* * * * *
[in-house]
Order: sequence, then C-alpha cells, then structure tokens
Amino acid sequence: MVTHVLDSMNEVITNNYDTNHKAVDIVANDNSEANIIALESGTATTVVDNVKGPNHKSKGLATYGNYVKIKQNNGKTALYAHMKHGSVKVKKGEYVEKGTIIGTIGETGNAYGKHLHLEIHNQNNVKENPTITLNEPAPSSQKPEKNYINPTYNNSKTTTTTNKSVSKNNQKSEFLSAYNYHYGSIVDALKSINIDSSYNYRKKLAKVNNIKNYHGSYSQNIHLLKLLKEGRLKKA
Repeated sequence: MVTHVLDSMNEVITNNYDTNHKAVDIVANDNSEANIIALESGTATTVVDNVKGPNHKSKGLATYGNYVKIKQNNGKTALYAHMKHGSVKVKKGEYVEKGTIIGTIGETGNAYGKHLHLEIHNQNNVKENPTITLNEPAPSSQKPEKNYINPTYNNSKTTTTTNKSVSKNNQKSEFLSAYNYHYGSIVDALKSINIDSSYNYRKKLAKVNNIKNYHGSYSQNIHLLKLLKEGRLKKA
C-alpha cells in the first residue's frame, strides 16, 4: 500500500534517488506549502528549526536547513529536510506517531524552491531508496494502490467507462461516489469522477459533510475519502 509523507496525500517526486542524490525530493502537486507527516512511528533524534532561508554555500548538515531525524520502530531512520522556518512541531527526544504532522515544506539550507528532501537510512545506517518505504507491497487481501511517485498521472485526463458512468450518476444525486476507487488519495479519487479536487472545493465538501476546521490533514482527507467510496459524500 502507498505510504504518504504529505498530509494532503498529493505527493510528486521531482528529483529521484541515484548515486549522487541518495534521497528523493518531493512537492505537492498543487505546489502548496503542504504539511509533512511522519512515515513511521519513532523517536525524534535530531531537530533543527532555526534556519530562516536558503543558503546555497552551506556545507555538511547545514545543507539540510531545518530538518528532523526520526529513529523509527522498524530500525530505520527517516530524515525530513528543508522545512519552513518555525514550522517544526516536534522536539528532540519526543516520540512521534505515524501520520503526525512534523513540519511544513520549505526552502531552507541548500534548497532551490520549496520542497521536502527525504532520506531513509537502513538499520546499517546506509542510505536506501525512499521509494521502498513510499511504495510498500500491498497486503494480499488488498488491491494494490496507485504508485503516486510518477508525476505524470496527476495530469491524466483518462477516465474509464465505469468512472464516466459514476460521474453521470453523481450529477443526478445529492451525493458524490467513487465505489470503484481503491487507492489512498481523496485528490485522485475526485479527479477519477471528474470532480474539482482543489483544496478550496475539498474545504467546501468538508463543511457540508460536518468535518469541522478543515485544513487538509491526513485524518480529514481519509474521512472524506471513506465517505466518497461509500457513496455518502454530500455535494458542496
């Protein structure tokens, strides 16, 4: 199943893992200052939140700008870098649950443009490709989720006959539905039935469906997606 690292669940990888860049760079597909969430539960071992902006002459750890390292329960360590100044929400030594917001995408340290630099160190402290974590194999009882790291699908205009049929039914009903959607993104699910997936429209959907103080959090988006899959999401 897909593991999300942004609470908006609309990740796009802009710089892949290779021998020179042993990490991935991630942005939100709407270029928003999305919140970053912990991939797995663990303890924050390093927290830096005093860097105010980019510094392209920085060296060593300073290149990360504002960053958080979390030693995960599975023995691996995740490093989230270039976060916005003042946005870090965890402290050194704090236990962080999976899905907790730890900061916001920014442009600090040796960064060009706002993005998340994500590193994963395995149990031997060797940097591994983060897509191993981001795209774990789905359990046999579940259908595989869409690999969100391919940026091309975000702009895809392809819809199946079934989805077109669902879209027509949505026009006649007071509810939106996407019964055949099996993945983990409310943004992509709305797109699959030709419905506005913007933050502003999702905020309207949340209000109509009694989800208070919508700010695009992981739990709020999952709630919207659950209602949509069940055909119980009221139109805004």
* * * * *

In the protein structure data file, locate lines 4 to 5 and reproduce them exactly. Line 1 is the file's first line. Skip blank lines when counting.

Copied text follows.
Repeated sequence: MVTHVLDSMNEVITNNYDTNHKAVDIVANDNSEANIIALESGTATTVVDNVKGPNHKSKGLATYGNYVKIKQNNGKTALYAHMKHGSVKVKKGEYVEKGTIIGTIGETGNAYGKHLHLEIHNQNNVKENPTITLNEPAPSSQKPEKNYINPTYNNSKTTTTTNKSVSKNNQKSEFLSAYNYHYGSIVDALKSINIDSSYNYRKKLAKVNNIKNYHGSYSQNIHLLKLLKEGRLKKA
C-alpha cells in the first residue's frame, strides 16, 4: 500500500534517488506549502528549526536547513529536510506517531524552491531508496494502490467507462461516489469522477459533510475519502 509523507496525500517526486542524490525530493502537486507527516512511528533524534532561508554555500548538515531525524520502530531512520522556518512541531527526544504532522515544506539550507528532501537510512545506517518505504507491497487481501511517485498521472485526463458512468450518476444525486476507487488519495479519487479536487472545493465538501476546521490533514482527507467510496459524500 502507498505510504504518504504529505498530509494532503498529493505527493510528486521531482528529483529521484541515484548515486549522487541518495534521497528523493518531493512537492505537492498543487505546489502548496503542504504539511509533512511522519512515515513511521519513532523517536525524534535530531531537530533543527532555526534556519530562516536558503543558503546555497552551506556545507555538511547545514545543507539540510531545518530538518528532523526520526529513529523509527522498524530500525530505520527517516530524515525530513528543508522545512519552513518555525514550522517544526516536534522536539528532540519526543516520540512521534505515524501520520503526525512534523513540519511544513520549505526552502531552507541548500534548497532551490520549496520542497521536502527525504532520506531513509537502513538499520546499517546506509542510505536506501525512499521509494521502498513510499511504495510498500500491498497486503494480499488488498488491491494494490496507485504508485503516486510518477508525476505524470496527476495530469491524466483518462477516465474509464465505469468512472464516466459514476460521474453521470453523481450529477443526478445529492451525493458524490467513487465505489470503484481503491487507492489512498481523496485528490485522485475526485479527479477519477471528474470532480474539482482543489483544496478550496475539498474545504467546501468538508463543511457540508460536518468535518469541522478543515485544513487538509491526513485524518480529514481519509474521512472524506471513506465517505466518497461509500457513496455518502454530500455535494458542496